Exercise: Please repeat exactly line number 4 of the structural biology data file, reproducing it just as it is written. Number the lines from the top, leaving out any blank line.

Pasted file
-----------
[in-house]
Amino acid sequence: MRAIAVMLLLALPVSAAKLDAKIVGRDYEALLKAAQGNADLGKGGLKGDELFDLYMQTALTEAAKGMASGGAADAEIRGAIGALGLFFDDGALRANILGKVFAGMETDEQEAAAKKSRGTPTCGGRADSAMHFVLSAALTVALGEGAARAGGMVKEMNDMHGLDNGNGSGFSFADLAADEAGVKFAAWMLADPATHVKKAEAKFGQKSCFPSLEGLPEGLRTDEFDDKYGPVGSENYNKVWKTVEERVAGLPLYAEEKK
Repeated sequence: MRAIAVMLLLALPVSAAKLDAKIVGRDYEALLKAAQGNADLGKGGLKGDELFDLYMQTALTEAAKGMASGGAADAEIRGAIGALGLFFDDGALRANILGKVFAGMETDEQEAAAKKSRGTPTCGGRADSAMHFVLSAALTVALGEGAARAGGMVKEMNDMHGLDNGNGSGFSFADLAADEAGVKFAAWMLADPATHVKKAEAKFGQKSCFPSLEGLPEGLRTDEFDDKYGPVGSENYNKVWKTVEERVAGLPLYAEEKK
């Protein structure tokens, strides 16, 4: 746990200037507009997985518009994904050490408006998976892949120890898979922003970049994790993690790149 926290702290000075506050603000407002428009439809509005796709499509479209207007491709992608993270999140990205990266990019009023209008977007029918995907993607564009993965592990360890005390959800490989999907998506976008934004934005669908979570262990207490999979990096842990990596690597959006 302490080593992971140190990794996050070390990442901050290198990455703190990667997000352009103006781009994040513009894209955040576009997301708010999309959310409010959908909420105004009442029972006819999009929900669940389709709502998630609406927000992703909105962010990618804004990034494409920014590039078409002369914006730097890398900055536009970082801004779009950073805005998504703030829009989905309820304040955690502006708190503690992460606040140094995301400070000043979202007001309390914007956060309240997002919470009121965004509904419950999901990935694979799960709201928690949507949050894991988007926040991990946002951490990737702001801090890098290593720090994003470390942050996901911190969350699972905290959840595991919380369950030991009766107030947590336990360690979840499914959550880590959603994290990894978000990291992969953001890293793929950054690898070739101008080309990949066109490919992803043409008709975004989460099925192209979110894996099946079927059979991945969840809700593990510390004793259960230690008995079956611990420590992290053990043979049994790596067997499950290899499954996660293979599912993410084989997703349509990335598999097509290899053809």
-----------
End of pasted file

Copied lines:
């Protein structure tokens, strides 16, 4: 746990200037507009997985518009994904050490408006998976892949120890898979922003970049994790993690790149 926290702290000075506050603000407002428009439809509005796709499509479209207007491709992608993270999140990205990266990019009023209008977007029918995907993607564009993965592990360890005390959800490989999907998506976008934004934005669908979570262990207490999979990096842990990596690597959006 302490080593992971140190990794996050070390990442901050290198990455703190990667997000352009103006781009994040513009894209955040576009997301708010999309959310409010959908909420105004009442029972006819999009929900669940389709709502998630609406927000992703909105962010990618804004990034494409920014590039078409002369914006730097890398900055536009970082801004779009950073805005998504703030829009989905309820304040955690502006708190503690992460606040140094995301400070000043979202007001309390914007956060309240997002919470009121965004509904419950999901990935694979799960709201928690949507949050894991988007926040991990946002951490990737702001801090890098290593720090994003470390942050996901911190969350699972905290959840595991919380369950030991009766107030947590336990360690979840499914959550880590959603994290990894978000990291992969953001890293793929950054690898070739101008080309990949066109490919992803043409008709975004989460099925192209979110894996099946079927059979991945969840809700593990510390004793259960230690008995079956611990420590992290053990043979049994790596067997499950290899499954996660293979599912993410084989997703349509990335598999097509290899053809």